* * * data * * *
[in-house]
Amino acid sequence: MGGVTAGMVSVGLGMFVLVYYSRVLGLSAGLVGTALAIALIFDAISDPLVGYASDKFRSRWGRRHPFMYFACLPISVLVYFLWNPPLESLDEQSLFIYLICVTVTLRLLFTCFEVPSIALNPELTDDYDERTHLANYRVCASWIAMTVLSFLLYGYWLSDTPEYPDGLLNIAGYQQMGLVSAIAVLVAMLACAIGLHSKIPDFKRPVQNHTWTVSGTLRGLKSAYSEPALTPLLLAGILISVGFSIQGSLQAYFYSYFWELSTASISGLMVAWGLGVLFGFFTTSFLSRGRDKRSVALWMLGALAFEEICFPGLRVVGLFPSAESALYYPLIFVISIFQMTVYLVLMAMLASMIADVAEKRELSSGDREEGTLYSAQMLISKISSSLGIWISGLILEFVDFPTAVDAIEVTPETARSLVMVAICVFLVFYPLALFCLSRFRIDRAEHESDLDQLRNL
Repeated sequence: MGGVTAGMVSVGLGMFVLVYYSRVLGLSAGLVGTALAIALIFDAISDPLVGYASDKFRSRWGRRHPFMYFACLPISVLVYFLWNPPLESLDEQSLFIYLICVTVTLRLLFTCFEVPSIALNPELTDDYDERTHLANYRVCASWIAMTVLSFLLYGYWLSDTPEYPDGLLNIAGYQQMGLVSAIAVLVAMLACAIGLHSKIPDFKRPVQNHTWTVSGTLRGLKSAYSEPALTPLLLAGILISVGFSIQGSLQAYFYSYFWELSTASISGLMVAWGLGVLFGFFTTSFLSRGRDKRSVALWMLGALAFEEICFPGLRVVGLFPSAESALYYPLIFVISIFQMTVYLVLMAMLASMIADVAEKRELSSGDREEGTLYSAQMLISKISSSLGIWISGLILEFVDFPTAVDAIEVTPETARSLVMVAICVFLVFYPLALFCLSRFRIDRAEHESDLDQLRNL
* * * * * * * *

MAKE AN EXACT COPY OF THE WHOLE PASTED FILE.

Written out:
[in-house]
Amino acid sequence: MGGVTAGMVSVGLGMFVLVYYSRVLGLSAGLVGTALAIALIFDAISDPLVGYASDKFRSRWGRRHPFMYFACLPISVLVYFLWNPPLESLDEQSLFIYLICVTVTLRLLFTCFEVPSIALNPELTDDYDERTHLANYRVCASWIAMTVLSFLLYGYWLSDTPEYPDGLLNIAGYQQMGLVSAIAVLVAMLACAIGLHSKIPDFKRPVQNHTWTVSGTLRGLKSAYSEPALTPLLLAGILISVGFSIQGSLQAYFYSYFWELSTASISGLMVAWGLGVLFGFFTTSFLSRGRDKRSVALWMLGALAFEEICFPGLRVVGLFPSAESALYYPLIFVISIFQMTVYLVLMAMLASMIADVAEKRELSSGDREEGTLYSAQMLISKISSSLGIWISGLILEFVDFPTAVDAIEVTPETARSLVMVAICVFLVFYPLALFCLSRFRIDRAEHESDLDQLRNL
Repeated sequence: MGGVTAGMVSVGLGMFVLVYYSRVLGLSAGLVGTALAIALIFDAISDPLVGYASDKFRSRWGRRHPFMYFACLPISVLVYFLWNPPLESLDEQSLFIYLICVTVTLRLLFTCFEVPSIALNPELTDDYDERTHLANYRVCASWIAMTVLSFLLYGYWLSDTPEYPDGLLNIAGYQQMGLVSAIAVLVAMLACAIGLHSKIPDFKRPVQNHTWTVSGTLRGLKSAYSEPALTPLLLAGILISVGFSIQGSLQAYFYSYFWELSTASISGLMVAWGLGVLFGFFTTSFLSRGRDKRSVALWMLGALAFEEICFPGLRVVGLFPSAESALYYPLIFVISIFQMTVYLVLMAMLASMIADVAEKRELSSGDREEGTLYSAQMLISKISSSLGIWISGLILEFVDFPTAVDAIEVTPETARSLVMVAICVFLVFYPLALFCLSRFRIDRAEHESDLDQLRNL